Sez Who?

Politics and the culture wars must scare journalists to death — even those who work for The New York Times. They regularly trade their reporter’s notebooks for stenography pads.

It is in the coverage of politics and the culture wars that we see so much he-said/she-said reporting. Jay Rosen has identified the underlying assumption as the “view from nowhere.”

For example, consider this article by James C. McKinley, Jr. in today’s News York Times (A19 of the national edition): A Claim of Pro-Islam Bias in Textbooks. Some people think that some current textbooks are biased in favor of Muslims to the detriment of Christians. I have no idea if such a claim is grounded in facts or not. And the reason I have no idea: The New York Times didn’t bother to report the facts. McKinley just wrote down what people told him and passed it on to his readers.

That’s stenography, not reporting.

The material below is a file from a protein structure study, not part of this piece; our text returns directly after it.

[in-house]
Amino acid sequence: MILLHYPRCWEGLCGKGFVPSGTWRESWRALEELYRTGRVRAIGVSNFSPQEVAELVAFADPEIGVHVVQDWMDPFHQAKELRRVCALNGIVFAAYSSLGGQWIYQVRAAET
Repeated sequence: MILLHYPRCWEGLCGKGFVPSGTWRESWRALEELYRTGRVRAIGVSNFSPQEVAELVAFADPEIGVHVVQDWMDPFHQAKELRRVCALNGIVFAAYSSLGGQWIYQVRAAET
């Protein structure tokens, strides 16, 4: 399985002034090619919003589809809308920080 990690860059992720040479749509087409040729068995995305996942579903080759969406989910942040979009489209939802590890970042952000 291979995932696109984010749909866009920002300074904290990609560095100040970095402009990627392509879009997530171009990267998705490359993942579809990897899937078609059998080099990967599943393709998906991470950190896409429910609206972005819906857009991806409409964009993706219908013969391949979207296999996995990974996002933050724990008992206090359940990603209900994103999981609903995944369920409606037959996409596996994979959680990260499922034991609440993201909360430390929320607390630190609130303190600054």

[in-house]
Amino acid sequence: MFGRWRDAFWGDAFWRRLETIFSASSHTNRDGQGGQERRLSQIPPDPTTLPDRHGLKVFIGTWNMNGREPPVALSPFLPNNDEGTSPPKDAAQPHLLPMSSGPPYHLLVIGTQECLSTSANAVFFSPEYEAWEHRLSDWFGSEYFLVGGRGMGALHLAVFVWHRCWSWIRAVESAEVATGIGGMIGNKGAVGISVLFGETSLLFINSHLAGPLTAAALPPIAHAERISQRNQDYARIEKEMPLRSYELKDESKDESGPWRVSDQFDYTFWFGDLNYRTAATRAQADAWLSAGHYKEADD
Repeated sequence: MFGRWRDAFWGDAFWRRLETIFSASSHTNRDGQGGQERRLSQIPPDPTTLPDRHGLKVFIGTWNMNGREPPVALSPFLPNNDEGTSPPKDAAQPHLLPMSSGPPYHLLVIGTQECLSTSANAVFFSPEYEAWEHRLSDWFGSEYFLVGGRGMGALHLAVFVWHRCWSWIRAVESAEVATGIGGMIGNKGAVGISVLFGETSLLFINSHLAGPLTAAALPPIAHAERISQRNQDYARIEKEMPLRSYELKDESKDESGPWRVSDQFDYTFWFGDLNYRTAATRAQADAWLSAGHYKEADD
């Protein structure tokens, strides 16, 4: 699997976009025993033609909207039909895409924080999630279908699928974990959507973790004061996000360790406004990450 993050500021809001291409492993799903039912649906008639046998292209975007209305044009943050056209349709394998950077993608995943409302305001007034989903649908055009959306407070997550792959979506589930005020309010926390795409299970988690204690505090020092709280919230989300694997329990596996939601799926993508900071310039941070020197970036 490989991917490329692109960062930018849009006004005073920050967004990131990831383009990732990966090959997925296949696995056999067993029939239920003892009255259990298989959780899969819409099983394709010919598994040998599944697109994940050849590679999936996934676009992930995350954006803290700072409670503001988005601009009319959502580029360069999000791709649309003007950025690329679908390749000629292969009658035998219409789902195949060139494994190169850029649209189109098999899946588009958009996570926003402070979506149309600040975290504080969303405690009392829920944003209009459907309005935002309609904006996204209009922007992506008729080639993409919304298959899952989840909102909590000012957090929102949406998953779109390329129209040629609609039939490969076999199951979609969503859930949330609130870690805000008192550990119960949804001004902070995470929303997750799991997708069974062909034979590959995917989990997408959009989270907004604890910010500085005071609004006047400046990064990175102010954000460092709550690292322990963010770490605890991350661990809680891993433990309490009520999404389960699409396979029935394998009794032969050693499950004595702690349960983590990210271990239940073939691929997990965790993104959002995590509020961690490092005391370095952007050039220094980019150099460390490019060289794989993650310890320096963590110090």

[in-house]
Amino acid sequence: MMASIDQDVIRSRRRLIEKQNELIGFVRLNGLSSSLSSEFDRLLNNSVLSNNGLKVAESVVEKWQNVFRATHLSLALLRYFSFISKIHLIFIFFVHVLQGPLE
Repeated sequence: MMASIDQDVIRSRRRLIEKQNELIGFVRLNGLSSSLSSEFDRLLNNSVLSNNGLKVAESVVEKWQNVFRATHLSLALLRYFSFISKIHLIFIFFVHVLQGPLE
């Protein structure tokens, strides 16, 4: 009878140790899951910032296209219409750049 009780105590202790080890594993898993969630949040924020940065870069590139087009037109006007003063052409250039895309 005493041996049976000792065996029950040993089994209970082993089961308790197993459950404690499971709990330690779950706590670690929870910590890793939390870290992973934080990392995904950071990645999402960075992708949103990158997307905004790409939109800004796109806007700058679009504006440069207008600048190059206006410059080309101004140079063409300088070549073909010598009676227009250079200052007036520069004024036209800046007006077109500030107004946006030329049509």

And what about his editors? Why was this incomplete story allowed to run?

To report this story properly (i.e. acting as a custodian of facts with a discipline of verification) would mean actually reading the passages in question and quoting them in full. To report this story properly would mean asking history experts to comment. But it would also mean covering the rhetoric beat — reading the words in the textbooks — the facts of ink on paper — and reporting what you can plainly see.

(One might argue that there’s only so much room in the paper for such a treatment. OK, click the link. There’s no such thing as space limitations on the internet. Where are the links to the books/passages in question?)

But no. Gotta be objective.

September 8, 2010

My (Spun) Opinion Matters